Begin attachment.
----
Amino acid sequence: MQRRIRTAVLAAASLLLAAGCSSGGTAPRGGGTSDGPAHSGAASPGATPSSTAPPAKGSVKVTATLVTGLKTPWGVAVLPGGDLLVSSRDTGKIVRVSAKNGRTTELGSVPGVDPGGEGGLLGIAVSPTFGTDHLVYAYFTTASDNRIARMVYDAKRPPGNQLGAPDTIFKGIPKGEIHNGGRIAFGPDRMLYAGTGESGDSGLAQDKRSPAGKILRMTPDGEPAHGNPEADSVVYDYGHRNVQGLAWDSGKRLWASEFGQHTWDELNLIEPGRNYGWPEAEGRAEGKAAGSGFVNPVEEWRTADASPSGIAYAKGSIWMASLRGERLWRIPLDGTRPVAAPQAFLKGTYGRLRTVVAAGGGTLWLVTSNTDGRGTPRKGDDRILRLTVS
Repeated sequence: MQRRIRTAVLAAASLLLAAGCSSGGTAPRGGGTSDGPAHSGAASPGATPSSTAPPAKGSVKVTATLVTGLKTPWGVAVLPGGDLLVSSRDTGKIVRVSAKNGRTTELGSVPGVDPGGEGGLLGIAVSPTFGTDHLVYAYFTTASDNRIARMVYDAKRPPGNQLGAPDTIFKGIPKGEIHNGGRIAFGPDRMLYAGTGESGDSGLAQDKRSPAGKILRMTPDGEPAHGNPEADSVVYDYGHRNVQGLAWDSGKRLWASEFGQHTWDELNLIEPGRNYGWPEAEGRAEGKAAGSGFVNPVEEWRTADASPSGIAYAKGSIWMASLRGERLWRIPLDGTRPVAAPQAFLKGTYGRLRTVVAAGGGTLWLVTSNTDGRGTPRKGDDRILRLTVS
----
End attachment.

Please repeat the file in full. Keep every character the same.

Amino acid sequence: MQRRIRTAVLAAASLLLAAGCSSGGTAPRGGGTSDGPAHSGAASPGATPSSTAPPAKGSVKVTATLVTGLKTPWGVAVLPGGDLLVSSRDTGKIVRVSAKNGRTTELGSVPGVDPGGEGGLLGIAVSPTFGTDHLVYAYFTTASDNRIARMVYDAKRPPGNQLGAPDTIFKGIPKGEIHNGGRIAFGPDRMLYAGTGESGDSGLAQDKRSPAGKILRMTPDGEPAHGNPEADSVVYDYGHRNVQGLAWDSGKRLWASEFGQHTWDELNLIEPGRNYGWPEAEGRAEGKAAGSGFVNPVEEWRTADASPSGIAYAKGSIWMASLRGERLWRIPLDGTRPVAAPQAFLKGTYGRLRTVVAAGGGTLWLVTSNTDGRGTPRKGDDRILRLTVS
Repeated sequence: MQRRIRTAVLAAASLLLAAGCSSGGTAPRGGGTSDGPAHSGAASPGATPSSTAPPAKGSVKVTATLVTGLKTPWGVAVLPGGDLLVSSRDTGKIVRVSAKNGRTTELGSVPGVDPGGEGGLLGIAVSPTFGTDHLVYAYFTTASDNRIARMVYDAKRPPGNQLGAPDTIFKGIPKGEIHNGGRIAFGPDRMLYAGTGESGDSGLAQDKRSPAGKILRMTPDGEPAHGNPEADSVVYDYGHRNVQGLAWDSGKRLWASEFGQHTWDELNLIEPGRNYGWPEAEGRAEGKAAGSGFVNPVEEWRTADASPSGIAYAKGSIWMASLRGERLWRIPLDGTRPVAAPQAFLKGTYGRLRTVVAAGGGTLWLVTSNTDGRGTPRKGDDRILRLTVS